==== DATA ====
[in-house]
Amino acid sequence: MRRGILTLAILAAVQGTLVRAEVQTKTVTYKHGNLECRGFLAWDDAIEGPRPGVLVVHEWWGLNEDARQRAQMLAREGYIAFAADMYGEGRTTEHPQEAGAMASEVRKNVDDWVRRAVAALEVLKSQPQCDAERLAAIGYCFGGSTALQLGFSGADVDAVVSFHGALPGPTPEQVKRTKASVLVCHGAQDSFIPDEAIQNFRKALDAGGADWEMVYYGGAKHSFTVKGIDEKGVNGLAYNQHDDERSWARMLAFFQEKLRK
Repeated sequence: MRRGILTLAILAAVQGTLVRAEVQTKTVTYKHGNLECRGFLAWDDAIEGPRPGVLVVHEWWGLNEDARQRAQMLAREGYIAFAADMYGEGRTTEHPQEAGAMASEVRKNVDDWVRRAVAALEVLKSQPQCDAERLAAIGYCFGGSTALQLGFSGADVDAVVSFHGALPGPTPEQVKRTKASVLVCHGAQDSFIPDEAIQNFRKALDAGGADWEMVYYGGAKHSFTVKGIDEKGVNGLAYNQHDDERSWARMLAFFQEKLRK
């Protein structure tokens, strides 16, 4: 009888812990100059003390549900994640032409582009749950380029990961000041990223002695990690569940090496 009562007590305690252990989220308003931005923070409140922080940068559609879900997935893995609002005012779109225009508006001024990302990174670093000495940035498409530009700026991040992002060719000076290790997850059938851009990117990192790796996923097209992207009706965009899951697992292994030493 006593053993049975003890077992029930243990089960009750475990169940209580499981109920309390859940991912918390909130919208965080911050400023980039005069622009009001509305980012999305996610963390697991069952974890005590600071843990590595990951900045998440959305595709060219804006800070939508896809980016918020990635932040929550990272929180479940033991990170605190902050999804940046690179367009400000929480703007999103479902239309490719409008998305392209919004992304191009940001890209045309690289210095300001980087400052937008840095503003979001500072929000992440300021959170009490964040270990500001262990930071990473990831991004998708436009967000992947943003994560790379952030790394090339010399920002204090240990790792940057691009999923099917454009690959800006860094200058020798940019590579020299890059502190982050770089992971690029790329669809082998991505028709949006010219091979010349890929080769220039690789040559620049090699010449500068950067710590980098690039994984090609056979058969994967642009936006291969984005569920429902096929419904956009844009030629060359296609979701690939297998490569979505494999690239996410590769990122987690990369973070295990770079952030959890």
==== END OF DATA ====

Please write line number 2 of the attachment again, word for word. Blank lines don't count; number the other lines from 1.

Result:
Amino acid sequence: MRRGILTLAILAAVQGTLVRAEVQTKTVTYKHGNLECRGFLAWDDAIEGPRPGVLVVHEWWGLNEDARQRAQMLAREGYIAFAADMYGEGRTTEHPQEAGAMASEVRKNVDDWVRRAVAALEVLKSQPQCDAERLAAIGYCFGGSTALQLGFSGADVDAVVSFHGALPGPTPEQVKRTKASVLVCHGAQDSFIPDEAIQNFRKALDAGGADWEMVYYGGAKHSFTVKGIDEKGVNGLAYNQHDDERSWARMLAFFQEKLRK